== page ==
Thursday, July 31, 2008

The First Lesson

Or as the hippie Anglican vicker at the SF Battle of England memorial service would say, the portion where I let go of everything.

Doing the Exercises during the last week has been and adventure; faulty slow scanners, bad work flow and a horrible case of Wacom lust. Just so you know, I am doing exercises from the School of Cartooning and Misery (SCAM) headed by faculty president and sole professor, John Kricfalusi.

His lessons are tough, tougher than ole’ professor Sleminskey’s comments about the difference betwixt “random” and non sequitur; a 7 part lecture on popular culture and weak vocabulary that was ignited by a flipent coment in english class that ground said lass into the chair she sat in. It is also my best/only chance to ramp up my skills and get into the industry that I have been marveling and dreaming of all my life.

This blog’s purpose is to track my progress, get feedback and obtain wisdom in the field of 2D animation and draftsmanship. Sensibilities in posture and timing are best leaned here, where the work flow forces the animator to pound skills directly into the artist’s skull via the pencil.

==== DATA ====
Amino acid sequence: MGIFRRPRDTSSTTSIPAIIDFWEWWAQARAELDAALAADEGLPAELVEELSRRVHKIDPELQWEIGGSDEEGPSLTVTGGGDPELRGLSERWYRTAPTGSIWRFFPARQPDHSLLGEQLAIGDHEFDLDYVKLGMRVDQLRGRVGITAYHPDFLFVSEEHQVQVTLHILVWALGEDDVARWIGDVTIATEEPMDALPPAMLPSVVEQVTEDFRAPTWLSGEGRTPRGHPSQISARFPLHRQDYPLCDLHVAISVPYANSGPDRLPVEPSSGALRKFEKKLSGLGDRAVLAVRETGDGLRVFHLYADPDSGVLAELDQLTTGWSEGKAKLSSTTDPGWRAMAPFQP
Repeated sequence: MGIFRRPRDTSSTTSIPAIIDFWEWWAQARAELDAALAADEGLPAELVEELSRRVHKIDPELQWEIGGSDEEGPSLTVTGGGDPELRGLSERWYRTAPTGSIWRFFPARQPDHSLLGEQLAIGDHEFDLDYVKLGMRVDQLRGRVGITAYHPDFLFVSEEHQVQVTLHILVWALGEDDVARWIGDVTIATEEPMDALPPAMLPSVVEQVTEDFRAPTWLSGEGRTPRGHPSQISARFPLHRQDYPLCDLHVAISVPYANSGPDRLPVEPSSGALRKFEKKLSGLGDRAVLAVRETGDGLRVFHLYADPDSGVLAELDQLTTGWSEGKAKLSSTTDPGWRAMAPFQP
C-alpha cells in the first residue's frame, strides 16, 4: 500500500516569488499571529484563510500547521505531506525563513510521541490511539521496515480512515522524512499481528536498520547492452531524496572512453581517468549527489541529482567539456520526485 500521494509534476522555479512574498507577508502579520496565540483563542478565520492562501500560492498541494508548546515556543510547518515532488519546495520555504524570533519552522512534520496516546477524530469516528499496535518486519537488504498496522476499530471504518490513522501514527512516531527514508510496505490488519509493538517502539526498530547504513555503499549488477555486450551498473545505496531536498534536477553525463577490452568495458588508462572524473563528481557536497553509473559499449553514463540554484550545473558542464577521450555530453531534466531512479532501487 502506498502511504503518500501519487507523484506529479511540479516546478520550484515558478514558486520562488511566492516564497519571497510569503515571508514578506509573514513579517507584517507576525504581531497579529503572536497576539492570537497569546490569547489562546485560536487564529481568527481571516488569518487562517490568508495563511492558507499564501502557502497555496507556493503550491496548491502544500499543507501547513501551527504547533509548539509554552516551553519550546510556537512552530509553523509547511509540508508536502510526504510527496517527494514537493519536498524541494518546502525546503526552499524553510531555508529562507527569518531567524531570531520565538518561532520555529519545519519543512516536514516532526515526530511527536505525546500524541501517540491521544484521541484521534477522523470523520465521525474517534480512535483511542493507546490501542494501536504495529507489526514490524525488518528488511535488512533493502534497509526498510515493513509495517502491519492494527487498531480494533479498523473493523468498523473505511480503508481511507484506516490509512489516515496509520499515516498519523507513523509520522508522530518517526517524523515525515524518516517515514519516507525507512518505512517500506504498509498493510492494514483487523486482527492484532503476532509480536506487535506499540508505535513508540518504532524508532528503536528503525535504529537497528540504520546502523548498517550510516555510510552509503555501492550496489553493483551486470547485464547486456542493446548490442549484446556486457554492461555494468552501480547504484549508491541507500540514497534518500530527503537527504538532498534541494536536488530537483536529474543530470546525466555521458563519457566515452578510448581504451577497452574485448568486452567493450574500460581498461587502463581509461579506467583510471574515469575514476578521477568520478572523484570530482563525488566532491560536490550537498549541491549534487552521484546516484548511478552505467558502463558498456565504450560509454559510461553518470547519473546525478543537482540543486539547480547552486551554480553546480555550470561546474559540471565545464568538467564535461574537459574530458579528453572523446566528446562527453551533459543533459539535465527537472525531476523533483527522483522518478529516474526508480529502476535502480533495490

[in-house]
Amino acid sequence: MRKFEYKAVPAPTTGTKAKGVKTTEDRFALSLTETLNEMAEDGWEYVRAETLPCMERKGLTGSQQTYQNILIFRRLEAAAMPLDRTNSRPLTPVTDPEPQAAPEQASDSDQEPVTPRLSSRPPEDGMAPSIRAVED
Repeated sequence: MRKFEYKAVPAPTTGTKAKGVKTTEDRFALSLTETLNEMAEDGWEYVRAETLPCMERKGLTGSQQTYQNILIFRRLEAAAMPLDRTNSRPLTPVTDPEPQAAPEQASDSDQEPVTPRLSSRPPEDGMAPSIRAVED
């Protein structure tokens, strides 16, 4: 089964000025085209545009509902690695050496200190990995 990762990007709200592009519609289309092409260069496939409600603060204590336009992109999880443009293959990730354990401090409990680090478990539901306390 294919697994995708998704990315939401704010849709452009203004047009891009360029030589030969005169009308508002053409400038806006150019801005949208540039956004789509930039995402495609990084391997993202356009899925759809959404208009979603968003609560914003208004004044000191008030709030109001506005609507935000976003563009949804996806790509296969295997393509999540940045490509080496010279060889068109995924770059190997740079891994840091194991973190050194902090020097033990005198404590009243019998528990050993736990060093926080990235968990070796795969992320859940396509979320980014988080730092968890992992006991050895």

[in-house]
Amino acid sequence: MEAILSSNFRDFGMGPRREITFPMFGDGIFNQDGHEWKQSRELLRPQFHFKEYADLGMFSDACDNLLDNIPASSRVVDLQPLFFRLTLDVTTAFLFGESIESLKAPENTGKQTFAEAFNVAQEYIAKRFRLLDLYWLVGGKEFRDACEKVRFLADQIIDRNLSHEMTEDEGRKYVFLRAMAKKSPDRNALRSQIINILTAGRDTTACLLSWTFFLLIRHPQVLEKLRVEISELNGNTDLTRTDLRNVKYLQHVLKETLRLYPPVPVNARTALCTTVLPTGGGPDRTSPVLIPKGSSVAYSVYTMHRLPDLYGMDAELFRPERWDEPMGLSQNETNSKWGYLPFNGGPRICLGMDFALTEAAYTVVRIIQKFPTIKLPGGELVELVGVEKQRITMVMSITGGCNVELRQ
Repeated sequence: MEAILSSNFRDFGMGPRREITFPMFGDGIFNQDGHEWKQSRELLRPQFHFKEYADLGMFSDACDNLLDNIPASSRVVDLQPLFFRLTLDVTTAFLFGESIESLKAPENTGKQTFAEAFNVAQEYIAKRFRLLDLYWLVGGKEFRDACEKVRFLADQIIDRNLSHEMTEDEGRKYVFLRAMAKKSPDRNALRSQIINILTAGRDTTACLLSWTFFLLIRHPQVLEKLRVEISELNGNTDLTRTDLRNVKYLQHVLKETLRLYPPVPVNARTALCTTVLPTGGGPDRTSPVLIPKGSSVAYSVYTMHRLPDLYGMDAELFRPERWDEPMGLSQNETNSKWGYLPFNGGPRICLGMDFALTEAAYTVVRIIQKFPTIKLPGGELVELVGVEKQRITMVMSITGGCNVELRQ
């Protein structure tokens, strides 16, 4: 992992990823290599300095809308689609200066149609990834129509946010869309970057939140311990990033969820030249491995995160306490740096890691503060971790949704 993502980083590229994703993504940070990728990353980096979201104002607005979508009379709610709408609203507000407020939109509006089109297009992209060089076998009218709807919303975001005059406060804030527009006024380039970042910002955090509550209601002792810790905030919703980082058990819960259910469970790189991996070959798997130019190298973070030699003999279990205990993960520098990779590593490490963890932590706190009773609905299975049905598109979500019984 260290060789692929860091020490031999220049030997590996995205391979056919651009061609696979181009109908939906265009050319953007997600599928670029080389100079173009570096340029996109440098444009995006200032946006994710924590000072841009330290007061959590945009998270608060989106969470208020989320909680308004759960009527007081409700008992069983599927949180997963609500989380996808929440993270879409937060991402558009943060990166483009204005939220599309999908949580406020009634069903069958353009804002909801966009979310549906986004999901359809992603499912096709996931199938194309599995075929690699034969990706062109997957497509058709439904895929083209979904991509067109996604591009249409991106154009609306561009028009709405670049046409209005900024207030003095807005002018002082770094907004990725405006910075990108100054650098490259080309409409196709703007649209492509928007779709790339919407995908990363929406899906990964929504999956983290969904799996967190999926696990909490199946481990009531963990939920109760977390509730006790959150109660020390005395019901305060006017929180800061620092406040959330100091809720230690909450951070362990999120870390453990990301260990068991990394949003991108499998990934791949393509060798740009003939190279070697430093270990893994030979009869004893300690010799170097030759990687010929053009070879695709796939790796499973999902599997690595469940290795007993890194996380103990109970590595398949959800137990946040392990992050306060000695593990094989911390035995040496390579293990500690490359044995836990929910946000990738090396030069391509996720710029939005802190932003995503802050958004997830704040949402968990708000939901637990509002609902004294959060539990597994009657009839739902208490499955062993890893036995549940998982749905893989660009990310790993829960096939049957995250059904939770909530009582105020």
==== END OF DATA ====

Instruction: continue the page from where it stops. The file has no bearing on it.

“Nuff intro. Show me the drawings!”

Ok, but you may not want to look at these without eye wash:

First pages of my newest note book, about a month ago. Just some sketches I made at my sisters soft ball game. Some construction, but hardly any control in the characters. Not very lively or human.

To rectify this, I turned to the first exercise, Basic Head Construction.

I returned without many pictures, but I do have this important note;

In constructing, I have found that the guide lines have been giving me the most grief. This is mainly because I had no idea where my perspective is. To check the perspective of the Bear cranium on page one, I used the intersection of the lines to assist me in keeping the drawing on model. This is also useful to keep track of proportions. In the picture provided, the red line through the middle of the cranium shows the incorrect alignment, while the green shows how the two tangents should have been aligned.

That’s' all I have for now. I shall post more notes and drawings on this blarg in the future. And if this place should ever get cold, don't hesitate to poke and prod me into doing more drawings and exercises.